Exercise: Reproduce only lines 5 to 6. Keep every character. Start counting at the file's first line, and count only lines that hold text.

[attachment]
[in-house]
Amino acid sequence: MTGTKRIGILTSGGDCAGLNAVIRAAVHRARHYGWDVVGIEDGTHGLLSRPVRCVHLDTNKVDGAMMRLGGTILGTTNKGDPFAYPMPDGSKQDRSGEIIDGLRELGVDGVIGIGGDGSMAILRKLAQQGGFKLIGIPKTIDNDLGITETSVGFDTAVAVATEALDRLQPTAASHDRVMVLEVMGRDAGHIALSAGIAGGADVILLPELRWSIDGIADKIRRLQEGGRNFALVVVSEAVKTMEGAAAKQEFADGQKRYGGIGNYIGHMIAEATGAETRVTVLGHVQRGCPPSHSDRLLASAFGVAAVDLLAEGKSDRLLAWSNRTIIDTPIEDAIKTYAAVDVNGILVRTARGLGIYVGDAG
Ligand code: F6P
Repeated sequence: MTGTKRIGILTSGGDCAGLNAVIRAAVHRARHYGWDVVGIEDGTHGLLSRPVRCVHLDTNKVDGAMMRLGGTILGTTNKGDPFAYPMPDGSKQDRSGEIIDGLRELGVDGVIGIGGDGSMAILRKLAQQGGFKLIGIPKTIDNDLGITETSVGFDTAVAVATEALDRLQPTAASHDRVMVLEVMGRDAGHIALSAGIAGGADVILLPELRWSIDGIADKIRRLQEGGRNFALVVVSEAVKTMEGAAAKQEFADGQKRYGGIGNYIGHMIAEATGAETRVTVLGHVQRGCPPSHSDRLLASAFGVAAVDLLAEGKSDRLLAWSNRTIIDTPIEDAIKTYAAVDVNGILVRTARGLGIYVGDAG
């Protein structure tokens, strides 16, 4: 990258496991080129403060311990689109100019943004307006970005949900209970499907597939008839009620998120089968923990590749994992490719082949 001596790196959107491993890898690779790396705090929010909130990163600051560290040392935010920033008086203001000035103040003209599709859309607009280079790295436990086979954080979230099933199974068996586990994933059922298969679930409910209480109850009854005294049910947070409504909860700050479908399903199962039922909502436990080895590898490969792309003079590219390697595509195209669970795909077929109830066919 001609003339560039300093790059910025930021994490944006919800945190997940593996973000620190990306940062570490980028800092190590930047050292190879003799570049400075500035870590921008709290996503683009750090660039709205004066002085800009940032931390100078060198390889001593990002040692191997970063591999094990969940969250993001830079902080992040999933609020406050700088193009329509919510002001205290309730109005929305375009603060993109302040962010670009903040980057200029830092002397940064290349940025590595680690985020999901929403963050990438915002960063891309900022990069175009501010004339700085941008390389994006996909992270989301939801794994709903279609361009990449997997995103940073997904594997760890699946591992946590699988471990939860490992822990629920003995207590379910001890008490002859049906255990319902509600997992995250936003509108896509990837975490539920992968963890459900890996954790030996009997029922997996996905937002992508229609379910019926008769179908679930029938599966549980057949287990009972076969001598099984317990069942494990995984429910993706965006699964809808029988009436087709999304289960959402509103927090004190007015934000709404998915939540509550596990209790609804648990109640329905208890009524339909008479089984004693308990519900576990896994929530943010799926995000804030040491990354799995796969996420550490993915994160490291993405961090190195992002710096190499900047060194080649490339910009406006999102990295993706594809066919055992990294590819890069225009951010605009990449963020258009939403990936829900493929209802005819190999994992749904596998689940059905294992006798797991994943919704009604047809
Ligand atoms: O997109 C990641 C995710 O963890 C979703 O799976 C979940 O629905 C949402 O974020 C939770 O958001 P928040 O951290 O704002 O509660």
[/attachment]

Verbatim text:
């Protein structure tokens, strides 16, 4: 990258496991080129403060311990689109100019943004307006970005949900209970499907597939008839009620998120089968923990590749994992490719082949 001596790196959107491993890898690779790396705090929010909130990163600051560290040392935010920033008086203001000035103040003209599709859309607009280079790295436990086979954080979230099933199974068996586990994933059922298969679930409910209480109850009854005294049910947070409504909860700050479908399903199962039922909502436990080895590898490969792309003079590219390697595509195209669970795909077929109830066919 001609003339560039300093790059910025930021994490944006919800945190997940593996973000620190990306940062570490980028800092190590930047050292190879003799570049400075500035870590921008709290996503683009750090660039709205004066002085800009940032931390100078060198390889001593990002040692191997970063591999094990969940969250993001830079902080992040999933609020406050700088193009329509919510002001205290309730109005929305375009603060993109302040962010670009903040980057200029830092002397940064290349940025590595680690985020999901929403963050990438915002960063891309900022990069175009501010004339700085941008390389994006996909992270989301939801794994709903279609361009990449997997995103940073997904594997760890699946591992946590699988471990939860490992822990629920003995207590379910001890008490002859049906255990319902509600997992995250936003509108896509990837975490539920992968963890459900890996954790030996009997029922997996996905937002992508229609379910019926008769179908679930029938599966549980057949287990009972076969001598099984317990069942494990995984429910993706965006699964809808029988009436087709999304289960959402509103927090004190007015934000709404998915939540509550596990209790609804648990109640329905208890009524339909008479089984004693308990519900576990896994929530943010799926995000804030040491990354799995796969996420550490993915994160490291993405961090190195992002710096190499900047060194080649490339910009406006999102990295993706594809066919055992990294590819890069225009951010605009990449963020258009939403990936829900493929209802005819190999994992749904596998689940059905294992006798797991994943919704009604047809
Ligand atoms: O997109 C990641 C995710 O963890 C979703 O799976 C979940 O629905 C949402 O974020 C939770 O958001 P928040 O951290 O704002 O509660």